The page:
The DfE has launched its new environmental education strategy for consultation. Actually, they called it a (draft) Sustainability & Climate Change strategy (for the education & children’s services systems). You can read it here.
There are 5 mentions of curriculum, but none of them promise to reform / extend / change /develop / ... it. So, the Nick Gibb line that what the national curriculum says is adequate as it gives schools a direction and a sound base to build on, remains. Of course, it was never really Gibb's line, it was the DfE's; Gibb was only the reliably on-message mouthpiece. The prior emphasis on the curriculum being "knowledge-rich" also remains, as so it should. After all, who'd want what young people learn to be knowledge-poor?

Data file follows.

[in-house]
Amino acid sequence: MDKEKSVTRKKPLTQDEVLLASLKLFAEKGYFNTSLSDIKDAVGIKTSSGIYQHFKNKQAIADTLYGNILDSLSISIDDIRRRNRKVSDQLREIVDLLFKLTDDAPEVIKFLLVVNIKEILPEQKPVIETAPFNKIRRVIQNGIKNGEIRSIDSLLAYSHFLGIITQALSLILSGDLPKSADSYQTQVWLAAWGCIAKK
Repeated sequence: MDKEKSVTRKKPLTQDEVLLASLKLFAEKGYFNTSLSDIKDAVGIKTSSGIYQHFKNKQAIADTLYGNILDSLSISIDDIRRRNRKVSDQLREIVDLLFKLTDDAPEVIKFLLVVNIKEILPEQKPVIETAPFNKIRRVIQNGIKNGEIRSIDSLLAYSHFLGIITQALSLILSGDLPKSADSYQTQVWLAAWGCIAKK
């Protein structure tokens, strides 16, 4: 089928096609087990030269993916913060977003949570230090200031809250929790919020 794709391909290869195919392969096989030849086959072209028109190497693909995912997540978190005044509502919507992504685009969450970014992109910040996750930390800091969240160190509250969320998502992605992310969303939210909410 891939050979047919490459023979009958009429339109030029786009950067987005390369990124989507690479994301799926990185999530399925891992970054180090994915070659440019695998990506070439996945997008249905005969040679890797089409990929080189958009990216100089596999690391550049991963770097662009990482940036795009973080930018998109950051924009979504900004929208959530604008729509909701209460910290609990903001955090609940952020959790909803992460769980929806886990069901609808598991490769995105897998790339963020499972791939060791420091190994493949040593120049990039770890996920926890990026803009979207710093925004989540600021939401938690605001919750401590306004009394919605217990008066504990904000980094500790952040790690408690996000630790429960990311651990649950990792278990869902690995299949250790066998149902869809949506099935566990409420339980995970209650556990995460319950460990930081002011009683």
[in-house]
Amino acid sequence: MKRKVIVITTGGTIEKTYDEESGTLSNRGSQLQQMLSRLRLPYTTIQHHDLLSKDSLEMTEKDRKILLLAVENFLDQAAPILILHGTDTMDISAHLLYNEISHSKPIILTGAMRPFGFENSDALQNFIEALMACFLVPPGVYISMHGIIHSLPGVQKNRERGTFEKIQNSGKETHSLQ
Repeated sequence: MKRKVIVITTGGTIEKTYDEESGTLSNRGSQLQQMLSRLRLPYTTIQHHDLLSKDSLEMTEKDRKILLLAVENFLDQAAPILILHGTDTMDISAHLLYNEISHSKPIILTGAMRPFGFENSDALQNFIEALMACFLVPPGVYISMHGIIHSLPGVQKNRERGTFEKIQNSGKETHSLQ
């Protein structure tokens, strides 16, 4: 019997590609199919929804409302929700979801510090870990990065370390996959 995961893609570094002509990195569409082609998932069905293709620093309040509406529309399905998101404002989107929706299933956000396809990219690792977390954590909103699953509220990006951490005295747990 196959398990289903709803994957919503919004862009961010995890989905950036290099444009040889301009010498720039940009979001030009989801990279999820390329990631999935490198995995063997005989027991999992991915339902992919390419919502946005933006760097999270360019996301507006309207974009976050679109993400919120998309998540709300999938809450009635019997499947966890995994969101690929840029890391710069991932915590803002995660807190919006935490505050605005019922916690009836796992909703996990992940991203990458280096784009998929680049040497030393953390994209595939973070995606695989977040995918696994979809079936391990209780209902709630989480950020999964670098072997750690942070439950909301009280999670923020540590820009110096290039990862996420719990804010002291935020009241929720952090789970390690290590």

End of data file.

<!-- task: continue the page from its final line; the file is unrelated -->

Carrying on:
Also encouraged to see this- but does it go far enough? We are currently working with some universities to deliver some Edible Campus'. Creating food growing and outdoor learning classrooms for trainee teachers on university sites to access as part of their training. Might this be something Bath University might like to explore?
Thank you. I was hoping for something in the document to inspire curriculum thinking. Surely we can work on that as well as the need to improve schools in terms of carbon output. All jobs are going to be "green jobs" that is a challenge for the curriculum and styles of learning. And it is all jobs not just those of the well qualified. Success for All.